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Impedance Matching HF

Aug 1st 2013, 22:18

xof7fox

Joined: Jul 7th 2012, 16:27
Total Topics: 0
Total Posts: 0
My understanding is that typically a reasonably well placed and reasonably resonant HF Dipole has about a 72 Ohm Impedance. Given that this understanding is correct/accurate, why are not all HF Dipoles therefore equipped with a Balun that would transform the Dipole Impedance down to 50 Ohms, the Impedance typically being sent to the Dipole by the Transceiver?
Thanks - Fred K4XXK
Aug 2nd 2013, 20:27

KB0HAE

Joined: Apr 4th 1998, 00:00
Total Topics: 0
Total Posts: 0
In general a balun is not needed for a resonant dipole. Many things can affect the actual impedence at the feedpoint. Such as height above the ground, nearby buildings/trees/objects etc... Also, it may not be possible for the antenna to be completely strait or level, and one or both legs may have to be bent to fit available space.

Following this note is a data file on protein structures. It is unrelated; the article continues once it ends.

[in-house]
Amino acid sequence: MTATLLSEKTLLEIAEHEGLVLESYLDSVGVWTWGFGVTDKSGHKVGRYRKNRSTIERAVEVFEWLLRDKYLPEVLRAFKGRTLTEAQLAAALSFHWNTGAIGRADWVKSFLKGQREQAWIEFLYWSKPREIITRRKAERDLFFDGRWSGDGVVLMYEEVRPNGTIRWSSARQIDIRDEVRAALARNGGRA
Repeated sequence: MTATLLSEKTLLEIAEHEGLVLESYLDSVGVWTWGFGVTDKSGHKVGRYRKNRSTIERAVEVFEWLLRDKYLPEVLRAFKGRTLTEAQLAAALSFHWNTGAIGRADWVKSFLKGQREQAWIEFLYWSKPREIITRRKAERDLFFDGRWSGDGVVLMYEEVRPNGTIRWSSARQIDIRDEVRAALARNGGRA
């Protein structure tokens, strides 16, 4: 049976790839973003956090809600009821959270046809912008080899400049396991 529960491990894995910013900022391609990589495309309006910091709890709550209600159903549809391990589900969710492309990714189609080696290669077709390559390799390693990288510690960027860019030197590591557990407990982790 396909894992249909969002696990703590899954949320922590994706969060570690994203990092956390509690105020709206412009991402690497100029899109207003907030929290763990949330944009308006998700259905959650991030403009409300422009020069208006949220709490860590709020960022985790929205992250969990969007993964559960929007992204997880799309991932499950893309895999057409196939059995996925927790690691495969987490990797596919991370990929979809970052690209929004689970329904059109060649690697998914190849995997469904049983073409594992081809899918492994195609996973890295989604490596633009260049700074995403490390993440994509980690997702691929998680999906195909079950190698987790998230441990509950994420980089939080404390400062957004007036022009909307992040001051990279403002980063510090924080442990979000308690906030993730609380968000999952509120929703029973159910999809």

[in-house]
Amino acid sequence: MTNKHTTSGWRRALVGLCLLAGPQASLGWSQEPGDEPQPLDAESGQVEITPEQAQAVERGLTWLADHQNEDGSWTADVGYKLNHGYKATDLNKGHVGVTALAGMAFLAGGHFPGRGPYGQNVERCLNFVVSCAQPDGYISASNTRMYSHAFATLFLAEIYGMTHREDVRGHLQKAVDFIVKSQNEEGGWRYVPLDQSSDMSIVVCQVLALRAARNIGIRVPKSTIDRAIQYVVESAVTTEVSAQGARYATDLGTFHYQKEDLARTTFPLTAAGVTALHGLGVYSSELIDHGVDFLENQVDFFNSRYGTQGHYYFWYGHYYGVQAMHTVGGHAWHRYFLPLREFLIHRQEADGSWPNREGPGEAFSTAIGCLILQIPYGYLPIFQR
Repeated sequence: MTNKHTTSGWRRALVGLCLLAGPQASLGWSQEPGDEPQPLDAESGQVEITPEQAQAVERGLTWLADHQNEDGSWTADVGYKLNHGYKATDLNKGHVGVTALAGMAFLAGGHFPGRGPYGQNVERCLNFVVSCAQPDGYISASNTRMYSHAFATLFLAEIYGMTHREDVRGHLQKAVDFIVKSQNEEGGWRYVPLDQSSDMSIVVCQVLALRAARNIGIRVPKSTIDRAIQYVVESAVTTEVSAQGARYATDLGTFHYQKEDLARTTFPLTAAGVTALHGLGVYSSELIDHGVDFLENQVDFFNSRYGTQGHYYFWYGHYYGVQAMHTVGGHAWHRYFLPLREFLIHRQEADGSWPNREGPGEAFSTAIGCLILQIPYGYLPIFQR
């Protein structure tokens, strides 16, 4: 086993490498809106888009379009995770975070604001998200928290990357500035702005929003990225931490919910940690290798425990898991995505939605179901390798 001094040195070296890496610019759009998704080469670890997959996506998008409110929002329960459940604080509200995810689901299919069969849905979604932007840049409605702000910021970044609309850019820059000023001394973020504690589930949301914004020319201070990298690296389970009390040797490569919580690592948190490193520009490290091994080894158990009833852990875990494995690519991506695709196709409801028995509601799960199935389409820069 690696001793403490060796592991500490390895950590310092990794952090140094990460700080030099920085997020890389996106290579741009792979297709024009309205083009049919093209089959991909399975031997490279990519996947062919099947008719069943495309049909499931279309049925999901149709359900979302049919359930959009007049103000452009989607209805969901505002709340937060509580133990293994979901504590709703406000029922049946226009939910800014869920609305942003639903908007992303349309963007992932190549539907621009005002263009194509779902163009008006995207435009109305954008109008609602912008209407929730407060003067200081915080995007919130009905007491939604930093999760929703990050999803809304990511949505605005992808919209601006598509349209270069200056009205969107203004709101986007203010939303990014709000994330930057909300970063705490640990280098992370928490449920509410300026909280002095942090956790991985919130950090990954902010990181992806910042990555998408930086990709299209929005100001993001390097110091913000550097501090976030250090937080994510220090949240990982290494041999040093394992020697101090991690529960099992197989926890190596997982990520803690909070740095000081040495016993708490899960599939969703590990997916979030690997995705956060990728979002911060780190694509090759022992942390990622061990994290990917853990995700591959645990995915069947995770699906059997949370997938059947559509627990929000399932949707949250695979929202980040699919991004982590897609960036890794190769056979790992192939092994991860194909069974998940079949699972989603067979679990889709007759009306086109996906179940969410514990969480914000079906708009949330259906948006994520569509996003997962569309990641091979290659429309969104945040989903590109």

If the dipole is in an inverted V configuration, the feedpoint impedence is closer to 50 ohms. It is seldom possible to set up a perfect antenna...there are almost always compromises necesitated by available supports etc...
Aug 3rd 2013, 13:14

W1VT

Joined: Apr 4th 1998, 00:00
Total Topics: 0
Total Posts: 0
In practice, implementing that impedance transformation with a balun involving tranformers (coupled cores) actually reduces the overall system efficiency.

But, your idea has seen its appearance in web articles if you consider the "balun" as 1:1 balun with an automatic antenna tuner between the balun and the dipole. These days, most hams are looking for all band antenna solutions--they aren't looking for clever single band solutions--unless it is to get on 80 on 160M.

Zack Lau W1VT
ARRL Senior Lab Engineer

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